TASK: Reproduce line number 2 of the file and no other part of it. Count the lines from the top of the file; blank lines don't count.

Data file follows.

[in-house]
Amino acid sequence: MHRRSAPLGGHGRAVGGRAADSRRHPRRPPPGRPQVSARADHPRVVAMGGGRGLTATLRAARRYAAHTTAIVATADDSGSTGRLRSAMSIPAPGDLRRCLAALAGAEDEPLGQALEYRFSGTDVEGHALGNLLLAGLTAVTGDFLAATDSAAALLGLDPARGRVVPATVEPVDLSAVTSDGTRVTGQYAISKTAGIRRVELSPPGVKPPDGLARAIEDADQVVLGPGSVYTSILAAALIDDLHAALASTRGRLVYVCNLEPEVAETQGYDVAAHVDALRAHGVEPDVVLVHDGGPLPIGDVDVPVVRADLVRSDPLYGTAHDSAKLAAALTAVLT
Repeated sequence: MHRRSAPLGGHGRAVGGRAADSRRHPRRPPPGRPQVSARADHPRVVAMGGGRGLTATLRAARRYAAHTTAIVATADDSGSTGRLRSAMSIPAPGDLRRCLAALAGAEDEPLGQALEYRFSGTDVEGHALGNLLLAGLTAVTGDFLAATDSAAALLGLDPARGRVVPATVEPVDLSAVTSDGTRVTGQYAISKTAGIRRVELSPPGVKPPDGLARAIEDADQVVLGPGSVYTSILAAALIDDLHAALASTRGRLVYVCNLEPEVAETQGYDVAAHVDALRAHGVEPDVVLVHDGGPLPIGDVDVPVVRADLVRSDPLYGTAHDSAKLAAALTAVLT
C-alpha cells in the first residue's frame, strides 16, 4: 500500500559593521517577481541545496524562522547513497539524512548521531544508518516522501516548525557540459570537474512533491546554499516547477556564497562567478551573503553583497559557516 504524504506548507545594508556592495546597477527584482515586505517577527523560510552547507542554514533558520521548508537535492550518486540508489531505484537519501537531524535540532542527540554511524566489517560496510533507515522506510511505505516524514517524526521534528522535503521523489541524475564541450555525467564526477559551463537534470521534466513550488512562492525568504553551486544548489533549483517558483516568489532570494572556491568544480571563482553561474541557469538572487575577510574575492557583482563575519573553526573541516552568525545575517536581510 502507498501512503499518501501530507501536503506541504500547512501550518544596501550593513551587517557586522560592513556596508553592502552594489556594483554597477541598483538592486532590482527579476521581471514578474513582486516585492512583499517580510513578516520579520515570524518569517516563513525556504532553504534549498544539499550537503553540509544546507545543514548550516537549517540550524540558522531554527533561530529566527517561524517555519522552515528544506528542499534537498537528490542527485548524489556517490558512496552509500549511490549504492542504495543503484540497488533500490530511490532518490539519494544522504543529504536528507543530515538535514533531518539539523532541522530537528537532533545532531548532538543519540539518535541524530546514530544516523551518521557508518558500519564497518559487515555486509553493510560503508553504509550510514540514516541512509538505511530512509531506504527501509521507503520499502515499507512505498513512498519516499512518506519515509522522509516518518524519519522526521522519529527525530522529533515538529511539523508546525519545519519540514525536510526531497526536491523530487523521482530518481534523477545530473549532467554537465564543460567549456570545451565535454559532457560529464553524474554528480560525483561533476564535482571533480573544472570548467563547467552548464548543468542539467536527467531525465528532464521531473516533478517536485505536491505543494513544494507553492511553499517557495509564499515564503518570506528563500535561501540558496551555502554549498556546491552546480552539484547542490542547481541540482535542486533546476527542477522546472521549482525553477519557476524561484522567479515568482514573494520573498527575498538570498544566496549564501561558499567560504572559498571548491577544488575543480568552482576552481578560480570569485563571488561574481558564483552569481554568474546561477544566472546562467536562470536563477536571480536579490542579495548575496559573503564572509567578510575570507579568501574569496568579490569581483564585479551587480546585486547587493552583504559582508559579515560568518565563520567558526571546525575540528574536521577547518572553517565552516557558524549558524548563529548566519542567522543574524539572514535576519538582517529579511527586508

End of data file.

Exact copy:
Amino acid sequence: MHRRSAPLGGHGRAVGGRAADSRRHPRRPPPGRPQVSARADHPRVVAMGGGRGLTATLRAARRYAAHTTAIVATADDSGSTGRLRSAMSIPAPGDLRRCLAALAGAEDEPLGQALEYRFSGTDVEGHALGNLLLAGLTAVTGDFLAATDSAAALLGLDPARGRVVPATVEPVDLSAVTSDGTRVTGQYAISKTAGIRRVELSPPGVKPPDGLARAIEDADQVVLGPGSVYTSILAAALIDDLHAALASTRGRLVYVCNLEPEVAETQGYDVAAHVDALRAHGVEPDVVLVHDGGPLPIGDVDVPVVRADLVRSDPLYGTAHDSAKLAAALTAVLT